Fusion, a more environmentally friendly form of energy that operates at the nuclear level, but by combining atoms -- typically forms of hydrogen -- is a potential new answer not only for Thailand's quest for clean energy but for the requirements of the entire planet, and especially economies in transition.
With its sustainable and clean nature, the development of fusion is in line with the Sufficiency Economy Philosophy (SEP) -- the national concept of Buddhist economics that the Thai government has lobbied for in the international community, in particular with the G77 UN voting bloc, which it chairs.
If successfully deployed, the SEP, which is potentially holistic in nature, can go hand-in-hand with the UN's 17 Sustainable Development Goals (SDGs), especially those which focus on poverty relief and energy provision. Similarly to the SDGs, the SEP is harmonious with the Paris Agreement on Climate Change, which seeks to avoid abrupt climate change by keeping global warming below 2 degrees Celsius through transferring technology from the Global North to the Global South.
Fusion can be an alternative choice of energy given that it does not involve harmful uranium or plutonium, nor can it melt down. Because it relies on a constant source of energy rather than a fission chain reaction, it can be switched off.
Due to safety concerns, more countries have turned away from fission. Last week the UK government made an announcement to delay the implementation of the £18 billion (828 billion baht) Hinkley Point C nuclear fission power plant, which is due to produce 7% of the country's electricity. This has cast yet another cloud over an industry which is desperate to produce a safer working fourth-generation plant.
It is estimated that commercial net energy gain fusion is only a decade away. Under that time frame, the potential technology transfer of commercial fusion to the G77 is a unique opportunity to apply the SEP as a philosophical matrix. Via the SEP's lens, the G77, actually 134 countries, can assess, develop and implement this emerging energy source globally.
The world's leading, publicly-funded fusion experiment, the French-based International Thermonuclear Experimental Reactor (ITER), is only likely to develop commercial nuclear fusion in the 2040s. The alternative, the 10-year time frame, is one endorsed by leading
US-based fusion scientists and based on developments made by US companies, such as EMC2.
A 2014 American Security Project publication, signed by key MIT, Princeton and General Atomics scientists, states, "a device that would test key fusion technologies and ultimately produce demonstration levels of electric power could begin operations about 10 years from now".
Applying the SEP means Thailand must reconcile the ITER and US approaches. Thailand must re-avow to actually lead the G77 and potentially champion a partnership with the Global North on fusion. It must engage with European and US fusion experts, together with commercial companies, in an urgent G77 dialogue that will benefit the Global South. This is critical because Thailand's G77 chairmanship expires this year.
Furthermore, the accelerated commercialisation and mass production of fusion engines would be highly disruptive, especially to coal exporters such as India, China and fellow Asean countries like Indonesia. In SEP terms, the resilience of these G77 countries would be threatened, risking tens of billions of dollars, a matter Thailand as chair of the G77 cannot ignore.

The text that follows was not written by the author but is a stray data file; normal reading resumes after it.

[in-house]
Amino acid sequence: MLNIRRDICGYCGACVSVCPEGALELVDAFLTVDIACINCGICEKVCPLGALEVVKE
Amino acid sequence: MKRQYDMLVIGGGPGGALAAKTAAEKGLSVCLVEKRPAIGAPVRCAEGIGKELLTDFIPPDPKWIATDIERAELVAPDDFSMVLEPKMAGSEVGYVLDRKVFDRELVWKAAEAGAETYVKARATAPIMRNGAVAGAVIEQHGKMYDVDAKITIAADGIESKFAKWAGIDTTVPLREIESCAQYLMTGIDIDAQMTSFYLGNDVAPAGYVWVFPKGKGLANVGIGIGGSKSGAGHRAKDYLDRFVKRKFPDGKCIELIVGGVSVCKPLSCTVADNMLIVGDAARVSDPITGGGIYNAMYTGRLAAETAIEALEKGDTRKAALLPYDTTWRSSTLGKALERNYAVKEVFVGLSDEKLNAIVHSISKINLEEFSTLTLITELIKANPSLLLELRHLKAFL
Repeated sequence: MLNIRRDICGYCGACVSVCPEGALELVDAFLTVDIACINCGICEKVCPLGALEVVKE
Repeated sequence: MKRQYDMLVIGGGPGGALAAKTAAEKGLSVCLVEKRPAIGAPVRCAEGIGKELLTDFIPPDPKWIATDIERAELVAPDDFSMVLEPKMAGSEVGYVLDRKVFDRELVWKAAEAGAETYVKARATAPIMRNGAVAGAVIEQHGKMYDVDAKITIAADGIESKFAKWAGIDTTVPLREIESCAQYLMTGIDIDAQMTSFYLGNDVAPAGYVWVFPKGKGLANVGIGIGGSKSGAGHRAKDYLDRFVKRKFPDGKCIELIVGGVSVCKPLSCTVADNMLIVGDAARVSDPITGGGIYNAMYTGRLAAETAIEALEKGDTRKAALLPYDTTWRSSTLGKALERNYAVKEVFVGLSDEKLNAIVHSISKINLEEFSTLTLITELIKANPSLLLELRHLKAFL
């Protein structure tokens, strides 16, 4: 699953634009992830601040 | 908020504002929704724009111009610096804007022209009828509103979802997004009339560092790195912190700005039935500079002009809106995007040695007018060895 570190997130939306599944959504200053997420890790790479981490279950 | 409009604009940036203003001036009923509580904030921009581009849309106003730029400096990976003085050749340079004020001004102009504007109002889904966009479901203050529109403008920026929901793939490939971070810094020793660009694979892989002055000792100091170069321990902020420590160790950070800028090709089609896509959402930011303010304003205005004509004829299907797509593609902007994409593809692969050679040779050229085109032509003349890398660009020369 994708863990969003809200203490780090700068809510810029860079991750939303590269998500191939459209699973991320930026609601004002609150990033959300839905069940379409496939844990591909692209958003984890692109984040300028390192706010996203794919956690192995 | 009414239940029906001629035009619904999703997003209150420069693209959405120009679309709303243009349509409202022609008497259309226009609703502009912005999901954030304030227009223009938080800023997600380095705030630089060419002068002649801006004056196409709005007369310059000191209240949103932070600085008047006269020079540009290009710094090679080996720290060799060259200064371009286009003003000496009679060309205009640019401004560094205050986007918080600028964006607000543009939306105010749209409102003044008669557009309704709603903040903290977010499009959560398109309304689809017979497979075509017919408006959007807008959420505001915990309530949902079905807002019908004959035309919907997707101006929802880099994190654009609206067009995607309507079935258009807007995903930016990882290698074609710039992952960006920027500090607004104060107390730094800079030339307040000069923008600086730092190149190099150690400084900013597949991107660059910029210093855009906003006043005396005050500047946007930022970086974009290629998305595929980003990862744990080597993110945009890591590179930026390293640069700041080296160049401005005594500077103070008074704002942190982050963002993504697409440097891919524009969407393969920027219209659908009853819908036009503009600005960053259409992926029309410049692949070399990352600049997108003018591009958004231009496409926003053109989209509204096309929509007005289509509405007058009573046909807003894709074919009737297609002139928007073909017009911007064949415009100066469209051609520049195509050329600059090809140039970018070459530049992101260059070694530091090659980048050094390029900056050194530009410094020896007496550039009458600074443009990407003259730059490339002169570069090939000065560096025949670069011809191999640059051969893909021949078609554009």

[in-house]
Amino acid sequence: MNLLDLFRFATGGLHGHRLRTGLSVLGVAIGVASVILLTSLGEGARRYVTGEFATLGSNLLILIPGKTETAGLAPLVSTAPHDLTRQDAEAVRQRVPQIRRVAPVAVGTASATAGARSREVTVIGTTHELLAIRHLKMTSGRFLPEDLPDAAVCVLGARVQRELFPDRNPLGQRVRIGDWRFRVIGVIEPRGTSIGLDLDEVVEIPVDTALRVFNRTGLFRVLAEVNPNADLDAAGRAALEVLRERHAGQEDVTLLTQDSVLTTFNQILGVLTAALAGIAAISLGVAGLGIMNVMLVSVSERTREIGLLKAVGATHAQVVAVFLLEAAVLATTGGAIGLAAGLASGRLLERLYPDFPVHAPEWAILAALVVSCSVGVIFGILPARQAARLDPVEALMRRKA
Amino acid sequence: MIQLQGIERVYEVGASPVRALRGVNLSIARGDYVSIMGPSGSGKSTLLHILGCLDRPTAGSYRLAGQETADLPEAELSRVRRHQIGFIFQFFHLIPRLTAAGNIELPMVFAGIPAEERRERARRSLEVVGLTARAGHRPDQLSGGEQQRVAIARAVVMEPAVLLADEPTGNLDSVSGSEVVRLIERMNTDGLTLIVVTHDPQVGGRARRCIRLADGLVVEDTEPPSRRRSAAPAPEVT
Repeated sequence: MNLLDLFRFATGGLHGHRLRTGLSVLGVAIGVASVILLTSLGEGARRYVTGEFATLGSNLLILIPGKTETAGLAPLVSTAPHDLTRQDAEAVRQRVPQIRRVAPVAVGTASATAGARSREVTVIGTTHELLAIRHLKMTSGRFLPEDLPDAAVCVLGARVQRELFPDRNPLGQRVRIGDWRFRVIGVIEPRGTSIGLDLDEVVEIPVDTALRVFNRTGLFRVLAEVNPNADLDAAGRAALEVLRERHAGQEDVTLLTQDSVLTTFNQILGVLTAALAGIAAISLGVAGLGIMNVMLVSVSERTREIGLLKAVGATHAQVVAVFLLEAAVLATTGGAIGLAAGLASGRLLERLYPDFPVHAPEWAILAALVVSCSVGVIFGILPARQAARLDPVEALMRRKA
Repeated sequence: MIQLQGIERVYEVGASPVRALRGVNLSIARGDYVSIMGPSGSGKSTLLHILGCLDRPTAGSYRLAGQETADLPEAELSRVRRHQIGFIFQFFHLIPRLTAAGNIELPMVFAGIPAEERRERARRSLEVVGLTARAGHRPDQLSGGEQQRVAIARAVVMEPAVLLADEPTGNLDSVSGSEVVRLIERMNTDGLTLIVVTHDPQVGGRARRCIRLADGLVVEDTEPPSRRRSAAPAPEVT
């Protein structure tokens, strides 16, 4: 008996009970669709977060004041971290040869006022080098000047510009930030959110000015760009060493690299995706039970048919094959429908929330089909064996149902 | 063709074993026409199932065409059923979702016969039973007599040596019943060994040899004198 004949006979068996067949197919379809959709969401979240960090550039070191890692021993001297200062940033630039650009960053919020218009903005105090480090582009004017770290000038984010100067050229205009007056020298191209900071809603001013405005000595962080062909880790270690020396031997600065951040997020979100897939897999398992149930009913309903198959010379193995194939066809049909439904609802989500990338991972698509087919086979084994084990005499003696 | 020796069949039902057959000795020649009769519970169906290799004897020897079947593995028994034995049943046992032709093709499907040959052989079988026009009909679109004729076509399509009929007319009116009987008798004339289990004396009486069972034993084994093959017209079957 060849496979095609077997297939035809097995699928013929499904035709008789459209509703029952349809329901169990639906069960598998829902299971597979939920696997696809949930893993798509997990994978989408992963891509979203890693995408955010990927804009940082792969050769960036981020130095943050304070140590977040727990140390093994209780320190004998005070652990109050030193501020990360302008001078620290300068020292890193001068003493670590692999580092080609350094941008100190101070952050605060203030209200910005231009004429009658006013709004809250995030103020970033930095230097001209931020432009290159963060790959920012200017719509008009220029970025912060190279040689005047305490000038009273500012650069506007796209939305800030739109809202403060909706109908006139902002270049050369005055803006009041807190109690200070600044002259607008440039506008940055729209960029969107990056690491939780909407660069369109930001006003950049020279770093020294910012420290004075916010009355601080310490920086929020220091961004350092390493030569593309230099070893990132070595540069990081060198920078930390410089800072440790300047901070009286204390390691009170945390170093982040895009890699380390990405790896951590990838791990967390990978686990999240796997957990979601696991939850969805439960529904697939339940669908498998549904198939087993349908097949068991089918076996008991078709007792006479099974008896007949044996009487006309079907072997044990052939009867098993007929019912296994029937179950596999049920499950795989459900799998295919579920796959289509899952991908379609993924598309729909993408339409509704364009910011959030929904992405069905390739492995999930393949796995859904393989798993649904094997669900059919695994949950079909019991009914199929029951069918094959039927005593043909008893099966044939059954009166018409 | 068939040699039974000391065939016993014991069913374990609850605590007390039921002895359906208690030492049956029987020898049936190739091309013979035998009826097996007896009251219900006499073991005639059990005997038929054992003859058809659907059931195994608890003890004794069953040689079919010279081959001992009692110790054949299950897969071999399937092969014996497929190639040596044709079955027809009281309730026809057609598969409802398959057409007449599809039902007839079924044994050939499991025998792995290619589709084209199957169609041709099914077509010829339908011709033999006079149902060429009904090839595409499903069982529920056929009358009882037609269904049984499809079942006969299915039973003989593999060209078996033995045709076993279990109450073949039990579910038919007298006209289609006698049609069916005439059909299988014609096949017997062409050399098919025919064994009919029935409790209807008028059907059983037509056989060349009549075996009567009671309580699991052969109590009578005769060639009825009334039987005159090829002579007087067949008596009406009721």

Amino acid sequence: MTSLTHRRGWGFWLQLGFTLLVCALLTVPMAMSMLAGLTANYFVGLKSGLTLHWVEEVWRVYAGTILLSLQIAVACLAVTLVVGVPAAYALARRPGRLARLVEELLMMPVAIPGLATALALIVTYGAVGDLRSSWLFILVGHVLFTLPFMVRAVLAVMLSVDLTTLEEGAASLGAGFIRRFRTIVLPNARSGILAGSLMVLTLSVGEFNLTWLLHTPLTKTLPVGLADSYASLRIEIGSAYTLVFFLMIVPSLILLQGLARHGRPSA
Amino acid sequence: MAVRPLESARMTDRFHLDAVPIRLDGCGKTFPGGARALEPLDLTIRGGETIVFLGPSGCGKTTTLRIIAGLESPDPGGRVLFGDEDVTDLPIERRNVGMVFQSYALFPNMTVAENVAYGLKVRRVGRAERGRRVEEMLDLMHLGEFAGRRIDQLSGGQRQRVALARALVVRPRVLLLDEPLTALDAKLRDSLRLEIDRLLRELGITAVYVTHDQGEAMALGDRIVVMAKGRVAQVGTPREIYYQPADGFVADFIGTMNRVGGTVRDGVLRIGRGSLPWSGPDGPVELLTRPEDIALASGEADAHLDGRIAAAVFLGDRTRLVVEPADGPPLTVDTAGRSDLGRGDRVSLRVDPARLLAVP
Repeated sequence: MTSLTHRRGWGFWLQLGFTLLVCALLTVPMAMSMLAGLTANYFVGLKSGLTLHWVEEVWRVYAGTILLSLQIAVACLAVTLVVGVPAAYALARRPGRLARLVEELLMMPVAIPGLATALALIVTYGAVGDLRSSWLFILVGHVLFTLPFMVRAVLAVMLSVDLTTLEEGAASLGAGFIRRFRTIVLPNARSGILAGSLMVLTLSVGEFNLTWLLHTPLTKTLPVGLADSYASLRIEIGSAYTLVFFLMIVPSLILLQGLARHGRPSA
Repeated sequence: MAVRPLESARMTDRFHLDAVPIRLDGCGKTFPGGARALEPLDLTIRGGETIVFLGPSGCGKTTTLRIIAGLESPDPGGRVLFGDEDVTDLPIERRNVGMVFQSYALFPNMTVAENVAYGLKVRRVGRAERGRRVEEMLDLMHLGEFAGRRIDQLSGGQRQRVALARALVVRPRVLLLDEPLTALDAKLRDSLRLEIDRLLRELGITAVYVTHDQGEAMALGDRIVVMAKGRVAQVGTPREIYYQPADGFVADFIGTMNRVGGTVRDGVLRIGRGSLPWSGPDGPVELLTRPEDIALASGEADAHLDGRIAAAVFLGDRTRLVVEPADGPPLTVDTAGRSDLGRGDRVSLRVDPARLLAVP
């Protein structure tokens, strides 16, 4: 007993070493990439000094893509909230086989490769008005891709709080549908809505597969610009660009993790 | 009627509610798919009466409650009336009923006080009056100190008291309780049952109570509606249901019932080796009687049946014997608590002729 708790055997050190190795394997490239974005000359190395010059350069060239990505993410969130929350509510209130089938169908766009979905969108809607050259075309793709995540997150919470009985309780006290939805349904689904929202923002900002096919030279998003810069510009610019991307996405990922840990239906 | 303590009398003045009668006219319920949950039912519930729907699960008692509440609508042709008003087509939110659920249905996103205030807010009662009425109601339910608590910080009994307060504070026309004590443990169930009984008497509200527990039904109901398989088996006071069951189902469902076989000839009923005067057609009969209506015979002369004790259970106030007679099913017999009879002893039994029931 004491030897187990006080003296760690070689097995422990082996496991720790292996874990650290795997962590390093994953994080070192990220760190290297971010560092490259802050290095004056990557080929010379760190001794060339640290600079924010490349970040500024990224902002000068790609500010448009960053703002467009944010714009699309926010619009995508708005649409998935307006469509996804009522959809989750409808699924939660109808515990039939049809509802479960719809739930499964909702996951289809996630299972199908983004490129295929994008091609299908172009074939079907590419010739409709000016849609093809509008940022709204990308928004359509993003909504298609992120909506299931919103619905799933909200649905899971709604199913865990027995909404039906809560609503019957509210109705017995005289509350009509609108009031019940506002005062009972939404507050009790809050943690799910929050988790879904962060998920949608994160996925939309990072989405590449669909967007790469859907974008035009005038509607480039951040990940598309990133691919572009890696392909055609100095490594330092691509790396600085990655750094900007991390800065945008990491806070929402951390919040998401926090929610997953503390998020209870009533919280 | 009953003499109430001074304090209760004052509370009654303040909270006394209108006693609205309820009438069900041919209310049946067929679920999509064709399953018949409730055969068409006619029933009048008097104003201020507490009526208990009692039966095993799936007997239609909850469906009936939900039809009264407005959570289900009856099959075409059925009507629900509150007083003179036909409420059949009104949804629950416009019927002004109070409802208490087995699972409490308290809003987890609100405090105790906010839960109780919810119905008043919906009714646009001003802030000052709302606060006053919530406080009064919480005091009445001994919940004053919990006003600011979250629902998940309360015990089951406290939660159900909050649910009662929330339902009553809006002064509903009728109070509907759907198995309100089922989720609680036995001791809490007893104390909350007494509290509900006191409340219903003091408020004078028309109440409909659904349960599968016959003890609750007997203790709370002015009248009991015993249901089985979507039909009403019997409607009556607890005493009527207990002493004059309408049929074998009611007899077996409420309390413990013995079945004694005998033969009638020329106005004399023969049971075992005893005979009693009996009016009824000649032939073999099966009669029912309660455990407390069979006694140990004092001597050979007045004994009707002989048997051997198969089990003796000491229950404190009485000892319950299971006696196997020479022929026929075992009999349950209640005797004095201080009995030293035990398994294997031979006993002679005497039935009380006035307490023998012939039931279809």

The SEP is suited to assessing the potential of fusion energy. It is designed to "ensure balance and readiness to cope with fast and extensive changes with respect to materials, society, environment, and culture". It was intended to be a paradigm shift and to overcome crises, originally the 1997 Asian Financial Crisis, "against the backdrop of globalisation-driven integration of the world and the pace of technological-cultural-social changes". Applying the SEP to evaluating commercial fusion serves both Thai and G77 interests in preventing future environmental crises.
At a June SEP event, Prime Minister Prayut Chan-o-cha stated, "It is important that G77 member nations move in the same direction together in turning policies and plans to realities." The Ministry of Foreign Affairs has associated the SEP with the UN's SDGs under the "sufficiency for sustainability" concept. It is crucial that Thailand not neglect the promise of fusion and instead lead the G77 in taking the proper action regarding a technology which, together with renewables, could assist in making our planet sufficient in energy in a sustainable fashion.
Finally, the SEP dictates that knowledge and morality are both vital. In leading the G77, Thailand must demonstrate breadth and thoroughness in judging its potential, as well as in obtaining expert knowledge in implementing plans for commercialisation and mass production.
If Thailand, fails to act, the energy and environment debate will be dominated by a one-sided, neo-colonial, outlook imposed by the main developers of fusion, the countries of the Global North. Thailand must incorporate the future of fusion into a fuller implementation of the SEP and demonstrate determined leadership at a global level. Thailand's credibility as an international statesman is at stake.
This column, with the kind understanding of the Bangkok Post and in partnership with Dr. Peerasit Kamnuansilpa, addresses a pressing issue in the world of energy via the lens of the Philosophy of Sufficiency Economy (PSE). For proponents of Buddhist Economics, the PSE represents Thailand's best chance to make a mark globally, as Bhutan did with Gross National Happiness. This column explains how.